As the market shrugs off Donald Trump’s election and rises to new highs, value investors everywhere have the same complaint: they can’t find anything cheap to buy.
I feel their pain. A few years ago, cheap stocks were everywhere, especially in the small- and mid-cap parts of the market. These days? They’re out there, but they’re few and far between.
The good news is there are a still a few decent value stocks out there. Let’s take a look at three of my favourites.
Extendicare Inc. (TSX:EXE) has done the dirty work. Now it’s up to the market to give it the respect it deserves.
Two years ago, the company was struggling with U.S. operations that were plagued by an oversupplied market and constant litigation risk. Management then sold that part of the business, investing the cash into expanding its home health division as well as acquiring a series of retirement homes here in Canada.
These moves have been quite successful. Through the first nine months of 2016, the company reported adjusted funds from operations of $0.60 per share versus results of $0.38 per share last year. That translates into projected earnings of $0.80 per share for 2016, giving the company a P/E of just over 11.
Compare that to its major rival, Chartwell Retirement Residences, which trades at 17 times 2016’s expected adjusted funds from operations.
Back in 2013, Extendicare cut its monthly dividend from $0.07 to $0.04 per share. Investors these days don’t have to worry about that. In fact, with a payout ratio of approximately 60%, the next move by Extendicare could be a dividend increase. Shares currently yield 5.3%.
Investors looking for sustainable income on the cheap should check out Capital Power Corp. (TSX:CPX).
The company is nicely valued on a number of metrics. It trades at approximately 25% under book value. It generated approximately $250 million in free cash flow over the last 12 months, putting shares at just 7.5 times that metric. And it trades at just 1.5 times sales versus 2.9 times sales for rival Canadian Utilities.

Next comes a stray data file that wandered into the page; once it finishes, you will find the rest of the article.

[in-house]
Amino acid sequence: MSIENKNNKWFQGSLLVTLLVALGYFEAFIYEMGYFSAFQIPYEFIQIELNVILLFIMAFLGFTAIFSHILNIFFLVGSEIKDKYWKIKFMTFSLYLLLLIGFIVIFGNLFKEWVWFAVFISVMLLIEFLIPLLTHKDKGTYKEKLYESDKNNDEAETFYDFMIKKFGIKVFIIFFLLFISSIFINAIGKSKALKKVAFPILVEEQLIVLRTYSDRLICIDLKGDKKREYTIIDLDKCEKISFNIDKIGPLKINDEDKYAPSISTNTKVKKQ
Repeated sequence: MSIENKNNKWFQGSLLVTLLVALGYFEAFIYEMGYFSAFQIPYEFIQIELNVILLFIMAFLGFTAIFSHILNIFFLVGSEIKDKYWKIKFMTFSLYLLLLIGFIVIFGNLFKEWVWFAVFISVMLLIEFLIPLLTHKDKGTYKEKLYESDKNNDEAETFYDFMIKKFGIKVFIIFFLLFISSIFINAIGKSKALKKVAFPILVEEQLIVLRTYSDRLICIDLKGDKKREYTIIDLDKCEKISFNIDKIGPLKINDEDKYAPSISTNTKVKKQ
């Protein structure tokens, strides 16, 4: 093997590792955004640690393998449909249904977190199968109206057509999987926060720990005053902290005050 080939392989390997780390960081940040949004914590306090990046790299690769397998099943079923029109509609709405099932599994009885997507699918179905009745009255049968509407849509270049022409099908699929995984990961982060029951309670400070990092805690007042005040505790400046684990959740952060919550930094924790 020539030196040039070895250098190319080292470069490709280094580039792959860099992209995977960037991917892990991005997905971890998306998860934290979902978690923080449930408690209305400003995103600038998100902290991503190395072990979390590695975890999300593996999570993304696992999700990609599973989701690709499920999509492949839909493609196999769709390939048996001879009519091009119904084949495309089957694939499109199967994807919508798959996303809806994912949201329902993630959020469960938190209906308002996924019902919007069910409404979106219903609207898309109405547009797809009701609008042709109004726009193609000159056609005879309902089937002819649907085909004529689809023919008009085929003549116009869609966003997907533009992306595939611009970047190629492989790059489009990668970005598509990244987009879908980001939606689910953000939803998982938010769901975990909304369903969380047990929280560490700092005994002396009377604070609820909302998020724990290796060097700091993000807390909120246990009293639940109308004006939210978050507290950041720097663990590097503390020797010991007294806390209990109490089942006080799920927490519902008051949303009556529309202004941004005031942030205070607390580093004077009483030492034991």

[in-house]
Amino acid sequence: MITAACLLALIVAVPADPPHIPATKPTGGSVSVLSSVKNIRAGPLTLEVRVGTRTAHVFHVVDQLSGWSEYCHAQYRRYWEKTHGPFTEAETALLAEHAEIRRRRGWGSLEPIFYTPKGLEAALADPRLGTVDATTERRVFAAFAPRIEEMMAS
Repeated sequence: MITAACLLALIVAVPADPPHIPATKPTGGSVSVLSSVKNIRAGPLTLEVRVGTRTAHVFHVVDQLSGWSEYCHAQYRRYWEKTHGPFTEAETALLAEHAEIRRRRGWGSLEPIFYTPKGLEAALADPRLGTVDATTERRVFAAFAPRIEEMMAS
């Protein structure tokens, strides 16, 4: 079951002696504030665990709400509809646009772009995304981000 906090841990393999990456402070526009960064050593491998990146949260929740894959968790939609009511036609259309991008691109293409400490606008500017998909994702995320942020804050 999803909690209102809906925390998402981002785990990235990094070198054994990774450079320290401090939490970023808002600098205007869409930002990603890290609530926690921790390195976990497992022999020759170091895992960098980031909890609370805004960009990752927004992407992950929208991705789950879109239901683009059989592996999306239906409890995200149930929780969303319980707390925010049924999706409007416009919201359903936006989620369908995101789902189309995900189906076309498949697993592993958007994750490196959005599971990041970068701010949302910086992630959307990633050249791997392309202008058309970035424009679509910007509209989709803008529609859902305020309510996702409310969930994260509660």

Capital Power has one big issue weighing down shares, and that’s Alberta’s plan to rid the province of coal-fired power by 2030. Capital Power has a number of facilities that would be impacted by the legislation.
But things aren’t so bad. The company will get compensation from the government for these plants–cash that can be reinvested into other growth projects. And they’ll continue to generate cash flow until forced to shut down.
The company also expects Alberta’s floating power prices to recover soon, thanks to supply being taken off the market. Even if that doesn’t happen right away, management has done a nice job locking decent prices for the next couple of years.
Capital Power pays a 7.7% dividend that is easily covered by free cash flow.
Transcontinental Inc. (TSX:TCL.A) is Canada’s largest commercial printer. It prints everything from newspapers to flyers to food packaging labels.
Investors are concerned much of Transcontinental’s business is about to go away. Fewer people are buying newspapers, and digital advertising will soon replace flyers.
Perhaps, but Transcontinental isn’t really feeling the effects. Profit in its most recent quarter was up versus last year. The company continues to close plants and make production more efficient. And management is active in making acquisitions that diversify the revenue base away from these old-school sectors.
Investors who worry about the demise of flyers are wrong. There’s a reason why flyers keep showing up in your mailbox: they still work.
Transcontinental is a cash flow machine. It trades at less than eight times trailing earnings, which is about as cheap as stocks get. And while investors wait for the market to give the company a higher valuation, they get paid a 4.1% dividend.
The bottom line
Extendicare, Capital Power, and Transcontinental all offer investors great value in today’s market. Value investors, take notice.
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Fool contributor Nelson Smith owns shares of EXTENDICARE INC. Extendicare is a recommendation of Stock Advisor Canada.